Commodity prices rise to lift TSX and help loonie to hit near three-year high

·3 min read

TORONTO — Rising commodity prices lifted the loonie to reach a near three-year high and propelled Canada's main stock index to a stronger start of the trading week.

Both crude oil and metals prices climbed as investors continued to rotate away from sectors that led during the COVID-19 pandemic and toward previous laggards.

"Clearly a cyclical tilt," said Angelo Kourkafas, investment strategist at Edward Jones.

"It's a positive tone for the market. A strong cyclical economic recovery appears to be around the corner and investors are trying to position for that."

Energy, materials and financials led the TSX while technology and utilities were down.

Energy gained five per cent as crude oil surpassed the US$60 threshold. That prompted shares of MEG Energy Corp. and Vermilion Energy Inc. to surge 13.4 per cent, followed by Enerplus Corp. at 10.5 per cent, and Suncor Energy Inc. at 8.2 per cent.

The April crude contract was up US$2.44 at US$61.70 per barrel and the April natural gas contract was down 5.5 cents at nearly US$2.94 per mmBTU.

Crude prices rose on ongoing production uncertainties in Texas from the recent freezing conditions, questions about whether U.S. sanctions will be lifted against Iran, and next week's OPEC plus Russian meetings, said Kourkafas.

"The economy's gaining steam and that's showing up not only in crude oil but commodity prices," he said in an interview.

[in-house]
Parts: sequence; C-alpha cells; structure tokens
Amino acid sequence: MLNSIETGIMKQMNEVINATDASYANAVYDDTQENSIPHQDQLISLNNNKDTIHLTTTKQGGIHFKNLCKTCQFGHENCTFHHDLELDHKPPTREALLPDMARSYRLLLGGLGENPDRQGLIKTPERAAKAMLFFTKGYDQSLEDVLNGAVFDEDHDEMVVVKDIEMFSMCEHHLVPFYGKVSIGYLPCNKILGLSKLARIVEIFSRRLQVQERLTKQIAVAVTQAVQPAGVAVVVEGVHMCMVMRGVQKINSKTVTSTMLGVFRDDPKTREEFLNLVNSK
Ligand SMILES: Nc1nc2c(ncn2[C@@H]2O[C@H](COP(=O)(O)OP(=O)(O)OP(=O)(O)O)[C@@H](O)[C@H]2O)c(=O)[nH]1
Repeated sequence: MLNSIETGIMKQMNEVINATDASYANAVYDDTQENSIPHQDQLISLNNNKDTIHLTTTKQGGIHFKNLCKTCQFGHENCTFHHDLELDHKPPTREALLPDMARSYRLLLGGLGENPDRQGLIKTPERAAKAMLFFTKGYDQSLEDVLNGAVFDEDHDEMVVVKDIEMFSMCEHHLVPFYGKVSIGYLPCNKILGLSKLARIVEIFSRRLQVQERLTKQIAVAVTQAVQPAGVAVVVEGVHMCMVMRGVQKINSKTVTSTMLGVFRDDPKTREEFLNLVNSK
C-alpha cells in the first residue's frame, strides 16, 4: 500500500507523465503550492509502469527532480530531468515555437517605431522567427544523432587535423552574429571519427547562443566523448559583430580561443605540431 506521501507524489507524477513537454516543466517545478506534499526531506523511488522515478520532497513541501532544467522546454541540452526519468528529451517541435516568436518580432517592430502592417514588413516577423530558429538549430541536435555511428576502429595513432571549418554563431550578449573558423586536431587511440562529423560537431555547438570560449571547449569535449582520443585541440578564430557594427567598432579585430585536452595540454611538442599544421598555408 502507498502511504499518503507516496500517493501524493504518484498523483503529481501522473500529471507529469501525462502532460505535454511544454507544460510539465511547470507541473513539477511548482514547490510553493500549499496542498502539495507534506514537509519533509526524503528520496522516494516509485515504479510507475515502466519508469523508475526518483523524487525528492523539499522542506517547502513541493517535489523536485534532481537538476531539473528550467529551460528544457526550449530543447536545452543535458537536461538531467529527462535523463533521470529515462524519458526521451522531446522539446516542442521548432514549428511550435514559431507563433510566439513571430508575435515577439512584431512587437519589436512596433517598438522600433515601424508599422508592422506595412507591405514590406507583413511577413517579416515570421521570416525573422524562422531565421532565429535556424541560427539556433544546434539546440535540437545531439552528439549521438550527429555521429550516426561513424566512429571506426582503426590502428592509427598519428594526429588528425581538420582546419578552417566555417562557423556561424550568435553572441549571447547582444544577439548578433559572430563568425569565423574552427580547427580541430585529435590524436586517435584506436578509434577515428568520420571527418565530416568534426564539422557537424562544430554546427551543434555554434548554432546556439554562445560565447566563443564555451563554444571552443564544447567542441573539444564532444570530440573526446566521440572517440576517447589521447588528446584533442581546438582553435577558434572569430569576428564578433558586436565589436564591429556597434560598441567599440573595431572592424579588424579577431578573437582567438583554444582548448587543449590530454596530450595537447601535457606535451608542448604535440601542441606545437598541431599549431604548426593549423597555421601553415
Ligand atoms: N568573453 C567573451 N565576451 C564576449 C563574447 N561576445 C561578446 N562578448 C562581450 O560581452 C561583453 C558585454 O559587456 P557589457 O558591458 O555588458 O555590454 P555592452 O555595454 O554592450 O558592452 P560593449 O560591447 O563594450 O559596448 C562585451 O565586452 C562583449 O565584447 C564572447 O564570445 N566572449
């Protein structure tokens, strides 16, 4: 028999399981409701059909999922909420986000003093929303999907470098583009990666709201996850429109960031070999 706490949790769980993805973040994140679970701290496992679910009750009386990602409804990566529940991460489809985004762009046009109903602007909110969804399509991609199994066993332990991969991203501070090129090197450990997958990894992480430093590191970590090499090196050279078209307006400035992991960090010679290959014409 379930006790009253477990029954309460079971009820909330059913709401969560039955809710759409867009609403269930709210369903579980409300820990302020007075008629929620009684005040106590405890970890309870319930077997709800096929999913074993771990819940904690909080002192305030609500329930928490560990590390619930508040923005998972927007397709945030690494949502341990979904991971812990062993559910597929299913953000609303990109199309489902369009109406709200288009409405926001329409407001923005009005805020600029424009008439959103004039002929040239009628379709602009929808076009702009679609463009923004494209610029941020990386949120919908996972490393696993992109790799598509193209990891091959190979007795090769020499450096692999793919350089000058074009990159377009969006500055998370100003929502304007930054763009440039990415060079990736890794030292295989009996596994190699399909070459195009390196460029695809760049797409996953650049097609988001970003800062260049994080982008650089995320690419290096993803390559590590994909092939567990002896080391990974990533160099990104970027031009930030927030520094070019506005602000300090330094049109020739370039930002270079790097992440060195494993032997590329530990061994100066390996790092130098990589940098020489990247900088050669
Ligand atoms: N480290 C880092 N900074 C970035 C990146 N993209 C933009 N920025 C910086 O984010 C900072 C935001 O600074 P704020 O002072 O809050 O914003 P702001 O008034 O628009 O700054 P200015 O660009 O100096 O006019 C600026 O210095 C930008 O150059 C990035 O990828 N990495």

Materials was 3.3 per cent higher as gold and copper prices increased, with shares of New Gold Inc. increasing 13 per cent and First Majestic Silver Corp. up 12 per cent.

The April gold contract was up US$31 at US$1,808.40 an ounce and the March copper contract was up 6.7 cents at US$4.14 a pound.

"Rising inflationary expectations, rising yields and an outlook for a rapid recovery in the second half of the year, that's boosting commodity prices."

The Canadian dollar was unchanged at 79.28 cents US but hit a high of 79.50 cents US earlier in the day.

The heavyweight financials sector also got a lift a day before banks start to report quarterly results.

Investors appear hopeful that Canadian banks will report the same themes that drove stronger-than-expected results for U.S. banks — better credit quality and lower credit costs, said Kourkafas.

A steepening yield curve is also helping the profitability of the banking and insurance segments.

Health care, technology, utilities and consumer staples were among the losing sectors.

Industrials was also lower even though Air Canada shares climbed in lockstep with U.S. airlines, gaining 4.4 per cent on the day.

The airline sector got a lift following an upgrade by a Deutsche Bank analyst.

Kourkafas also said Israel's encouraging early indications after its leading vaccine effort is positive for the reopening of global travel that has been hit hard by the pandemic.

The S&P/TSX composite index closed up 32.47 points to 18,416.74.

In New York, the Dow Jones industrial average was up 27.37 points at 31,521.69 after setting a record intraday high.

The S&P 500 index was down for a fifth day in a row, losing 30.21 points at 3,876.50, while the Nasdaq composite was down 341.41 points or 2.5 per cent at 13,533.05.

Kourkafas called Monday a good start to the week in Canada.

"If we look under the hood, what's been leading has been these economically sensitive areas that project a faster return to normal as the year progresses."

This report by The Canadian Press was first published Feb. 22, 2021.


Ross Marowits, The Canadian Press